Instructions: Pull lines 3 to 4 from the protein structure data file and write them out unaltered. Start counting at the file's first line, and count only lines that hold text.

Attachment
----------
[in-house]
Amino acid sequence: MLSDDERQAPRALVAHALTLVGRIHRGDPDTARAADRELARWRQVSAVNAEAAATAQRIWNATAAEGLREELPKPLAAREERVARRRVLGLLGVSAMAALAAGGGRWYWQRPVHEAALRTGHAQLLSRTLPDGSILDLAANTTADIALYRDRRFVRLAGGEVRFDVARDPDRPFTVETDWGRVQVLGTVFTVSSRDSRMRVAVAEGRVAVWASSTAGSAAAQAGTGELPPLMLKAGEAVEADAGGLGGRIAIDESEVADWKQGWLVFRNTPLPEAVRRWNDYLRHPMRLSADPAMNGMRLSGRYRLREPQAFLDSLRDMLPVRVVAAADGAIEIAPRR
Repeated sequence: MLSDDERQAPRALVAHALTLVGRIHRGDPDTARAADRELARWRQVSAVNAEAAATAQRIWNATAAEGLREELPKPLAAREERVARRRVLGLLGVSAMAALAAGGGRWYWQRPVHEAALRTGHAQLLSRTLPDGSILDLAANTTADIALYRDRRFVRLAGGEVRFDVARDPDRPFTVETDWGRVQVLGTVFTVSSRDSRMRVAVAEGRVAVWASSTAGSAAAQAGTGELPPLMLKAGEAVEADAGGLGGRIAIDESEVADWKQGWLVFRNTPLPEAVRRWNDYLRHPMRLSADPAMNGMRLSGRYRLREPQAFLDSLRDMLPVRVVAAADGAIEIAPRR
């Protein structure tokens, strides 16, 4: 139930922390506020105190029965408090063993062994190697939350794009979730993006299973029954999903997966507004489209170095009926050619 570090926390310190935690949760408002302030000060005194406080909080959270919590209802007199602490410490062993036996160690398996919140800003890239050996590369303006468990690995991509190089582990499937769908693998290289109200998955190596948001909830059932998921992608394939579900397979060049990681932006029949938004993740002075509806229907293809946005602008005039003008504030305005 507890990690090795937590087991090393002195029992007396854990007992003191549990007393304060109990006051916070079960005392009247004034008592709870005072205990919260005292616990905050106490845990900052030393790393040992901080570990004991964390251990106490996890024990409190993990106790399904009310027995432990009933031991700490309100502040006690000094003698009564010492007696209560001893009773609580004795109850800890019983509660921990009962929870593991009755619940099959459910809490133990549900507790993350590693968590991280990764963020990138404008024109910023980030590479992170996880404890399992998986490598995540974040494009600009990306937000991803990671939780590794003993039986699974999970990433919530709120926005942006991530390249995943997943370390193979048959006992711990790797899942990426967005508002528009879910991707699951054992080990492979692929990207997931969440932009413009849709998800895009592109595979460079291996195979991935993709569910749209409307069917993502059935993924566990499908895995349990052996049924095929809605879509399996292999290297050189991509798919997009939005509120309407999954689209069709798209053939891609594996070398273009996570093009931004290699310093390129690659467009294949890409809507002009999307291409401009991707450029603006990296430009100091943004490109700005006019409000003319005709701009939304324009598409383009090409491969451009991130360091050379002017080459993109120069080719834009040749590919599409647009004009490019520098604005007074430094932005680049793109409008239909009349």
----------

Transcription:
Repeated sequence: MLSDDERQAPRALVAHALTLVGRIHRGDPDTARAADRELARWRQVSAVNAEAAATAQRIWNATAAEGLREELPKPLAAREERVARRRVLGLLGVSAMAALAAGGGRWYWQRPVHEAALRTGHAQLLSRTLPDGSILDLAANTTADIALYRDRRFVRLAGGEVRFDVARDPDRPFTVETDWGRVQVLGTVFTVSSRDSRMRVAVAEGRVAVWASSTAGSAAAQAGTGELPPLMLKAGEAVEADAGGLGGRIAIDESEVADWKQGWLVFRNTPLPEAVRRWNDYLRHPMRLSADPAMNGMRLSGRYRLREPQAFLDSLRDMLPVRVVAAADGAIEIAPRR
């Protein structure tokens, strides 16, 4: 139930922390506020105190029965408090063993062994190697939350794009979730993006299973029954999903997966507004489209170095009926050619 570090926390310190935690949760408002302030000060005194406080909080959270919590209802007199602490410490062993036996160690398996919140800003890239050996590369303006468990690995991509190089582990499937769908693998290289109200998955190596948001909830059932998921992608394939579900397979060049990681932006029949938004993740002075509806229907293809946005602008005039003008504030305005 507890990690090795937590087991090393002195029992007396854990007992003191549990007393304060109990006051916070079960005392009247004034008592709870005072205990919260005292616990905050106490845990900052030393790393040992901080570990004991964390251990106490996890024990409190993990106790399904009310027995432990009933031991700490309100502040006690000094003698009564010492007696209560001893009773609580004795109850800890019983509660921990009962929870593991009755619940099959459910809490133990549900507790993350590693968590991280990764963020990138404008024109910023980030590479992170996880404890399992998986490598995540974040494009600009990306937000991803990671939780590794003993039986699974999970990433919530709120926005942006991530390249995943997943370390193979048959006992711990790797899942990426967005508002528009879910991707699951054992080990492979692929990207997931969440932009413009849709998800895009592109595979460079291996195979991935993709569910749209409307069917993502059935993924566990499908895995349990052996049924095929809605879509399996292999290297050189991509798919997009939005509120309407999954689209069709798209053939891609594996070398273009996570093009931004290699310093390129690659467009294949890409809507002009999307291409401009991707450029603006990296430009100091943004490109700005006019409000003319005709701009939304324009598409383009090409491969451009991130360091050379002017080459993109120069080719834009040749590919599409647009004009490019520098604005007074430094932005680049793109409008239909009349």